Nonprofit, nonpartisan journalism. Supported by readers.


Super Bowl ads: The softer side of masculinity

I know there is a presumption that we arts critics are not fans of football. It’s presumed we know nothing about the pigskin, the gridiron, the bringing of the wood.

I know there is a presumption that we arts critics are not fans of football. It’s presumed we know nothing about the pigskin, the gridiron, the bringing of the wood. It is supposed if we watched the Superbowl at all, it was only to see Christina Aguilera fumble the lyrics to the national anthem, and then we would wander away to make ourselves gin gimlets and discuss Proust.

But I tell you this is entirely unfair. True, I didn’t watch the game yesterday, I wasn’t even aware it was on until I looked up at a bar and saw Aguilera’s chin wobbling with uncertainty on the television screen. I don’t know who played, or who won, and I’m not even sure why they call it the Super Bowl. Do they go out bowling afterward?

But there is a reason we critics would be interested in the Super Bowl, and it’s something I stayed up late to watch online: the commercials. Although most only last 30 seconds, they tend to cost about as much as a feature film, they get seen by more than 100 million people, and they get discussed for weeks and sometimes years later. As popular art forms go, they’re about as important as anything produced today. And, when well-done, they are master classes in narrative minimalism, telling an entire story in the length of time it takes me to look up whether Super Bowl is one or two words.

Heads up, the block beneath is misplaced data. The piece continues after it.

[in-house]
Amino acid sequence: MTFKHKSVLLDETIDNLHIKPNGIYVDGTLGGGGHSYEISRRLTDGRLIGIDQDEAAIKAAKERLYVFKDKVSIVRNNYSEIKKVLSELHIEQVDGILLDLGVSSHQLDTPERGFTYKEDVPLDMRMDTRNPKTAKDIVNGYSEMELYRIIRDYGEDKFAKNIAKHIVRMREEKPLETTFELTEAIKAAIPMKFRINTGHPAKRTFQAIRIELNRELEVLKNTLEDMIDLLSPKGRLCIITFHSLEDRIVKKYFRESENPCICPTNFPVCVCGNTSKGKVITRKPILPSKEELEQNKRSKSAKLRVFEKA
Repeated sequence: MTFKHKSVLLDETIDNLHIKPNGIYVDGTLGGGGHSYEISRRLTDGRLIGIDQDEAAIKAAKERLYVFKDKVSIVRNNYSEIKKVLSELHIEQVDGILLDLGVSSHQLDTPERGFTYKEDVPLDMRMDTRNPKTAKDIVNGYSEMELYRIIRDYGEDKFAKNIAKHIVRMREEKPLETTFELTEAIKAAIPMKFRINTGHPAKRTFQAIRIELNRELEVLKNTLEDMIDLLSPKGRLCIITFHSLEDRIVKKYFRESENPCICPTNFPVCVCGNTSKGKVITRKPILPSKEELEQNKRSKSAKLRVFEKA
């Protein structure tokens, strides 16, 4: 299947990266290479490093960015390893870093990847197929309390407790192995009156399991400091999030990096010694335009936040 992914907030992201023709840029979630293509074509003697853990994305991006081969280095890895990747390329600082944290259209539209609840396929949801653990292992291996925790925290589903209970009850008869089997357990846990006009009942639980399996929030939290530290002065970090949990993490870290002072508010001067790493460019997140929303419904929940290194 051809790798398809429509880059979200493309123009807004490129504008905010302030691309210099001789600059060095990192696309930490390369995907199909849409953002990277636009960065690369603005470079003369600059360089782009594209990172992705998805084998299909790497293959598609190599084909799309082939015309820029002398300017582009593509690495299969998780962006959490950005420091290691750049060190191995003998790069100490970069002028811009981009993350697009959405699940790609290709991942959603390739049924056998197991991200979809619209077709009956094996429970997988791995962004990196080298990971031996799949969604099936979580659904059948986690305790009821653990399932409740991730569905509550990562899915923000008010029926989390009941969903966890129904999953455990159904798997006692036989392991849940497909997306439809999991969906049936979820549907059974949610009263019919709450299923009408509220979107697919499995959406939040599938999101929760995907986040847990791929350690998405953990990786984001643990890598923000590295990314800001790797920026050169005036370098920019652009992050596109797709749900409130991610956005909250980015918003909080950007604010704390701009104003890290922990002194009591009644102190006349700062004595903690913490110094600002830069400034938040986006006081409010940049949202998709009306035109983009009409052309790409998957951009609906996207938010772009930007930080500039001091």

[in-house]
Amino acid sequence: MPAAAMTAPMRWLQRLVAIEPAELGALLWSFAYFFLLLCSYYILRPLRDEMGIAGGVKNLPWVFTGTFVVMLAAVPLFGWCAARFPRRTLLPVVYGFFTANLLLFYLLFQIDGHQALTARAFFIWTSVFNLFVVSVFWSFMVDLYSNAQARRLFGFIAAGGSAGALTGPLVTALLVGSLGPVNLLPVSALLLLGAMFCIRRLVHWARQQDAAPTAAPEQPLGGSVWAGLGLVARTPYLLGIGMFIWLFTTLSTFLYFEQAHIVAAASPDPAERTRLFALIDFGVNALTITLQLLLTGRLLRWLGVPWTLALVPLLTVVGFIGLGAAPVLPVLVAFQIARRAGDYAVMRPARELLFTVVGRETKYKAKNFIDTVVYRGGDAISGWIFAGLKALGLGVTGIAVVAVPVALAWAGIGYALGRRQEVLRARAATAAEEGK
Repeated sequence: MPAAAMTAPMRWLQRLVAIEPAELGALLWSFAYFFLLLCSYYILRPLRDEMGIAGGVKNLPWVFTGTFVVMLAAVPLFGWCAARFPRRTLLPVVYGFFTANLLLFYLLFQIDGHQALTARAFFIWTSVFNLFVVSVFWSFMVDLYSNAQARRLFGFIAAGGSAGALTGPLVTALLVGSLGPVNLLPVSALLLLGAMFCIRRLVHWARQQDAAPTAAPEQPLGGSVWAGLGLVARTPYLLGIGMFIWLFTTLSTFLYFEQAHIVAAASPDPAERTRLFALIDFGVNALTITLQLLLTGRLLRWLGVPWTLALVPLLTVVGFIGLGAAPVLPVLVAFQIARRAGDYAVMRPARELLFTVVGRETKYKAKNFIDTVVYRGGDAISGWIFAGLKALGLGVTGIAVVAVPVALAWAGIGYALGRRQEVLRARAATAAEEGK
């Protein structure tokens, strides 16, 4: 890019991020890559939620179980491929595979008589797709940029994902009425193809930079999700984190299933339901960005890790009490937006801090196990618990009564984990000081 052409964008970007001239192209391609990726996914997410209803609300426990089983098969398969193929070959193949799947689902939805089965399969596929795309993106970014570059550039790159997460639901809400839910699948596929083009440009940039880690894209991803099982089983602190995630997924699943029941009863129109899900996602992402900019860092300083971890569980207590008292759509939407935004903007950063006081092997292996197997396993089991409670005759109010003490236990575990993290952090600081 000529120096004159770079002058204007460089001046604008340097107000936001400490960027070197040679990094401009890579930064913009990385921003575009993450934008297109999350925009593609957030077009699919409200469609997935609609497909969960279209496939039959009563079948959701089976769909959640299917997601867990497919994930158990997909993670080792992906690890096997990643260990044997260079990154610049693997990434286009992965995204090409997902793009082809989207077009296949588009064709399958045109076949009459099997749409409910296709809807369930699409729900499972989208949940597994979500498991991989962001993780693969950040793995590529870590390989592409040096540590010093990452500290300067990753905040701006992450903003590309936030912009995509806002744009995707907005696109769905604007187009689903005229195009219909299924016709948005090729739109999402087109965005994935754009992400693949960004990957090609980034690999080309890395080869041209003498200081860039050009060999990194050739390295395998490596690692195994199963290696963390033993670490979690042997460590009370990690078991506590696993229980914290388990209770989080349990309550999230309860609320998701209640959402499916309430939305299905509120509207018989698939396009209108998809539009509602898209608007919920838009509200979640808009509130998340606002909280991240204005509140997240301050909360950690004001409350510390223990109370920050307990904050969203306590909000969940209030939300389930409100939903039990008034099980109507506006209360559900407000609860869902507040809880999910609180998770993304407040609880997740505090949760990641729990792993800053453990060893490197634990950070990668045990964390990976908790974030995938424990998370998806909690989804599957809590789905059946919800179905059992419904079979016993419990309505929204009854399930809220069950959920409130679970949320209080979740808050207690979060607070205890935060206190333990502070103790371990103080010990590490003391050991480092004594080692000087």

There was, for example, the ad for Living Social, in which a Patrick Warburton-lookalike makes use of coupons to change himself from a mountain man to a transvestite. It was a very clever commercial, and also an unexpected one, as you wouldn’t expect an ad directed at a Super Bowl audience to suggest that a side-benefit of their business would be a loss of masculinity. Heck, right toward the end there, before he puts on a dress, he seems to have turned into a theater critic.

And it wasn’t the only commercial to toy with the idea that a daintier version of masculinity is somehow desirable. There was an Audi commercial called “Release the Hounds” in which a pair of Thurston Howell-types attempt to escape a prison that looks like the plummy interior of an English social club — one actually carries a stuffed dodo with him to aid his escape. The warden’s attempts to stop them involve releasing a large number of very well groomed Afghan hounds and playing the music of light-jazz favorite Kenny G.

Budweiser took a similar tack with its spaghetti western commercial in which a black clad desperado threatens to shoot up a saloon until he gets a Bud, and then spontaneously launches into Elton John. I don’t know what to say about this. I don’t expect that it meant to imply that beer will make you likely to participate in singalongs of the music of a man who is married to filmmaker David Furnish — I suspect instead it’s a riff on the scene in “Almost Famous” when the fictional band Stillwater bonds over the same song. Nonetheless, it is a bit like Jack Palace paused “Shane” for a few moments to dance along with Madonna’s “Vogue.”

I can’t help but wonder if this isn’t a reaction to last year’s Super Bowl ads, which collective seemed to paint a portrait of modern romance consisting of childlike men straining against the spoilsportism of their humorless, scolding girlfriends and wives. (One example: The Dodge Charger ad that featured a contemptuous male narrator describing what is presumed to be an inventory of the humiliations men must suffer at the hands of their mates — “I will carry your lip balm” — as forlorn male faces look at the screen). This year, men weren’t at war with women so much as they were at war with their own desires to not be so very butch.